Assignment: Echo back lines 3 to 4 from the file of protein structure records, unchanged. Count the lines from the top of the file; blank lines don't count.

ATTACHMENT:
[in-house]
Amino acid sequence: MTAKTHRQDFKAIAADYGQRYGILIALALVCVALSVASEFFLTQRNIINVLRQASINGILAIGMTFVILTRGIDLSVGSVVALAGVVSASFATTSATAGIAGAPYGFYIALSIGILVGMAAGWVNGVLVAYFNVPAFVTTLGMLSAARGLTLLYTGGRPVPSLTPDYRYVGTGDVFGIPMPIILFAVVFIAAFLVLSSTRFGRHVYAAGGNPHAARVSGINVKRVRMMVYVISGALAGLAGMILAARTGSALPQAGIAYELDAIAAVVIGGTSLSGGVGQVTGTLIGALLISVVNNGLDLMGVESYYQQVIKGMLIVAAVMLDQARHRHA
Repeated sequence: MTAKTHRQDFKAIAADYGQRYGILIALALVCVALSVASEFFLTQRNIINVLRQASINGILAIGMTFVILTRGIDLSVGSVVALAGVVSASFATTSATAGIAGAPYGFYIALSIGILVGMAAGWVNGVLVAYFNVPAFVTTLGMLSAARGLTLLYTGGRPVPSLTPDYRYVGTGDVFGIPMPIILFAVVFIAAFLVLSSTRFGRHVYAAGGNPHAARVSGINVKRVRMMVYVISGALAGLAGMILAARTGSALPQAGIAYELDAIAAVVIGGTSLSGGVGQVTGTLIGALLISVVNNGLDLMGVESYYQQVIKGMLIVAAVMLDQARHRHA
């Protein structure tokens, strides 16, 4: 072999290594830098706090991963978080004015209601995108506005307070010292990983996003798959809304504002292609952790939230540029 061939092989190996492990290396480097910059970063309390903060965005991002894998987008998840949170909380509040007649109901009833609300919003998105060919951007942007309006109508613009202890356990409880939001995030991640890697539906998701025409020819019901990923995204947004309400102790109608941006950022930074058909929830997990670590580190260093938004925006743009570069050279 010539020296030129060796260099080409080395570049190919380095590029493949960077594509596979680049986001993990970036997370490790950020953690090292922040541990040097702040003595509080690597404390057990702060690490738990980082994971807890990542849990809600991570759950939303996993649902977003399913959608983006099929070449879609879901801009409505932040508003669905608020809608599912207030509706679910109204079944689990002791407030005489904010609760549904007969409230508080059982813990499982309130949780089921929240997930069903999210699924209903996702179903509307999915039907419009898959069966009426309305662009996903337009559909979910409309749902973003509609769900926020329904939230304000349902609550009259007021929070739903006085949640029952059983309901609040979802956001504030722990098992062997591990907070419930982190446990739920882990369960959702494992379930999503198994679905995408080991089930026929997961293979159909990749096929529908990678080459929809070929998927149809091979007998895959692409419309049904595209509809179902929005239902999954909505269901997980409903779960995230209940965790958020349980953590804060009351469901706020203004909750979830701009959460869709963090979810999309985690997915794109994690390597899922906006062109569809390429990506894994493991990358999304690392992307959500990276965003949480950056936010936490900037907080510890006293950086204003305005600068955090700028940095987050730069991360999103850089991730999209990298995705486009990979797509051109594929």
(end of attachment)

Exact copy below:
Repeated sequence: MTAKTHRQDFKAIAADYGQRYGILIALALVCVALSVASEFFLTQRNIINVLRQASINGILAIGMTFVILTRGIDLSVGSVVALAGVVSASFATTSATAGIAGAPYGFYIALSIGILVGMAAGWVNGVLVAYFNVPAFVTTLGMLSAARGLTLLYTGGRPVPSLTPDYRYVGTGDVFGIPMPIILFAVVFIAAFLVLSSTRFGRHVYAAGGNPHAARVSGINVKRVRMMVYVISGALAGLAGMILAARTGSALPQAGIAYELDAIAAVVIGGTSLSGGVGQVTGTLIGALLISVVNNGLDLMGVESYYQQVIKGMLIVAAVMLDQARHRHA
């Protein structure tokens, strides 16, 4: 072999290594830098706090991963978080004015209601995108506005307070010292990983996003798959809304504002292609952790939230540029 061939092989190996492990290396480097910059970063309390903060965005991002894998987008998840949170909380509040007649109901009833609300919003998105060919951007942007309006109508613009202890356990409880939001995030991640890697539906998701025409020819019901990923995204947004309400102790109608941006950022930074058909929830997990670590580190260093938004925006743009570069050279 010539020296030129060796260099080409080395570049190919380095590029493949960077594509596979680049986001993990970036997370490790950020953690090292922040541990040097702040003595509080690597404390057990702060690490738990980082994971807890990542849990809600991570759950939303996993649902977003399913959608983006099929070449879609879901801009409505932040508003669905608020809608599912207030509706679910109204079944689990002791407030005489904010609760549904007969409230508080059982813990499982309130949780089921929240997930069903999210699924209903996702179903509307999915039907419009898959069966009426309305662009996903337009559909979910409309749902973003509609769900926020329904939230304000349902609550009259007021929070739903006085949640029952059983309901609040979802956001504030722990098992062997591990907070419930982190446990739920882990369960959702494992379930999503198994679905995408080991089930026929997961293979159909990749096929529908990678080459929809070929998927149809091979007998895959692409419309049904595209509809179902929005239902999954909505269901997980409903779960995230209940965790958020349980953590804060009351469901706020203004909750979830701009959460869709963090979810999309985690997915794109994690390597899922906006062109569809390429990506894994493991990358999304690392992307959500990276965003949480950056936010936490900037907080510890006293950086204003305005600068955090700028940095987050730069991360999103850089991730999209990298995705486009990979797509051109594929």